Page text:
1979 Revisited: Judging the Iranian Revolution


James Buchan, Days of God: The Revolution in Iran and Its Consequences (Simon & Schuster, 2013)


Everyone has his or her own judgment as to what is the enduring lesson of the Iranian Revolution. Some are rooted in economic determinism, while others may find strength among social theories. To James Buchan, an Oxford-trained Persianist, it is personalities that matter. Any reader who picks up Days of God, Buchan’s emotive and fact-filled read, will come to appreciate the personalities and narratives that drove events in Iran in the 20th century. Moreover, readers will be familiarized with the legacy of a handful of individuals who altered the course of modern Iranian history. In short, Days of God is the story of Reza Shah Pahlavi, Mohammad Reza Shah Pahlavi and Ayatollah Ruhollah Khomeini, as much as it is a story of Iran.

In Buchan’s powerful appraisal of the events that led up to the Islamic Revolution of 1979, the stage is not set in the 1970s. Rather, he takes the reader back to the foundation of the Pahlavi dynasty (1920s), where its two modernizing monarchs — Reza Pahlavi and Mohammad Reza Pahlavi — drastically altered Iranian society in their quest for modernity. Concurrently, Buchan explores the social, political, and religious impediments to their rule. In considering the formative opposition to the Pahlavi state within the context of Cold War, anti-imperialist, and Islamist ideologies, Buchan foreshadows the philosophies that would come to form the intellectual backbone of the Islamic Republic.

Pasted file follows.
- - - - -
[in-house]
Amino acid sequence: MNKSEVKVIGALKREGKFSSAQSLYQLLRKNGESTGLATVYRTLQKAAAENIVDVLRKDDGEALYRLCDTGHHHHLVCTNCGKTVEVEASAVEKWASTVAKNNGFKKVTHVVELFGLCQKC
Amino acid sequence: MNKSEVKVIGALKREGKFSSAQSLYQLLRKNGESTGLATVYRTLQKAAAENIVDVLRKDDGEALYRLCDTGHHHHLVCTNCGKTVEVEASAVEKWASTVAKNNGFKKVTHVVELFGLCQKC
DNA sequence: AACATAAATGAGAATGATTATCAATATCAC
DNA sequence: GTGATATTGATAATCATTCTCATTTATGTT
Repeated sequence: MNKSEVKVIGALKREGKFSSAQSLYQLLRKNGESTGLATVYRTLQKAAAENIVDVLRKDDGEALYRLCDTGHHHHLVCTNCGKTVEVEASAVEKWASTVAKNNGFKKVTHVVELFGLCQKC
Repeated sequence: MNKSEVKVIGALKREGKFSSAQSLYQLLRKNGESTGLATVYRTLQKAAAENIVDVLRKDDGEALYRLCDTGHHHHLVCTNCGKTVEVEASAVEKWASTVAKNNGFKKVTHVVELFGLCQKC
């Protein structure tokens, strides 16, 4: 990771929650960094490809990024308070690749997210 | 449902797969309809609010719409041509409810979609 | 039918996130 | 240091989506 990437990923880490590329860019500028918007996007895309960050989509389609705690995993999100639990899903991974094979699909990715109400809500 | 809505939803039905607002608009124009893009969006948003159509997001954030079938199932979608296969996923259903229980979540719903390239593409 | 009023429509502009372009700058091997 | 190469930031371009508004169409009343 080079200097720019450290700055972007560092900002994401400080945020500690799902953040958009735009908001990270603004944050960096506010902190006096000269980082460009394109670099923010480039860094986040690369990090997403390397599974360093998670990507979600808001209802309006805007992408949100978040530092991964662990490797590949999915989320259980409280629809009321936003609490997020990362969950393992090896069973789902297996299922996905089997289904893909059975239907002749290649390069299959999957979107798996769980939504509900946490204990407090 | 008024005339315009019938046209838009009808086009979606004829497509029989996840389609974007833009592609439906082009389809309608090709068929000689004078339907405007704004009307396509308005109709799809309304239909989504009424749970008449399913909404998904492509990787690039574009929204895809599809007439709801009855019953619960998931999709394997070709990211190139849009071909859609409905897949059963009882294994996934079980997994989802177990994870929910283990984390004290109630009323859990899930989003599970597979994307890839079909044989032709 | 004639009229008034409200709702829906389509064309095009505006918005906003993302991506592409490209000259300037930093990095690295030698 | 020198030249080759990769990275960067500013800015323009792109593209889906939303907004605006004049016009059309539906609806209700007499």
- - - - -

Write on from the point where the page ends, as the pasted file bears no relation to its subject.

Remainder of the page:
The reader is led chronologically through developments on the Iranian political landscape from the early 1900s, culminating in a section on the bloody Iran–Iraq War (1980–1988) and a short — perhaps too short — epilogue on developments in Iran since the end of the war. On a more research-oriented point, Buchan provides an extensive notes section. Persianists, historians and political scientists alike will benefit greatly from his notes chapter. All would do well to check out the memoirs and biographies that Buchan draws upon to shape a narrative for the trajectory of the Iranian Revolution.

Throughout the book, Buchan’s personality-driven account reads like a tragedy from Aeschylus. Buchan captures the main contradictions in each Iranian leader and fleshes them out, highlighting powerful paradoxes in their identities. This is a worthwhile approach to understanding the men who made modern Iran.

Regarding Reza Shah, whom historians credit as solidifying and modernizing the Iranian state with an eye towards the West, Buchan highlights his military experience in the Persian Cossack Brigade as formative to his worldview and ultimately his governance of Iran (1925–1941). He relates:

What Reza took from his thirty-year service with the Cossacks was a soldier’s way of life, an autocratic cast of mind, a contempt for civilians and clergymen, and the bullying and cussing still rife in the Russian army today.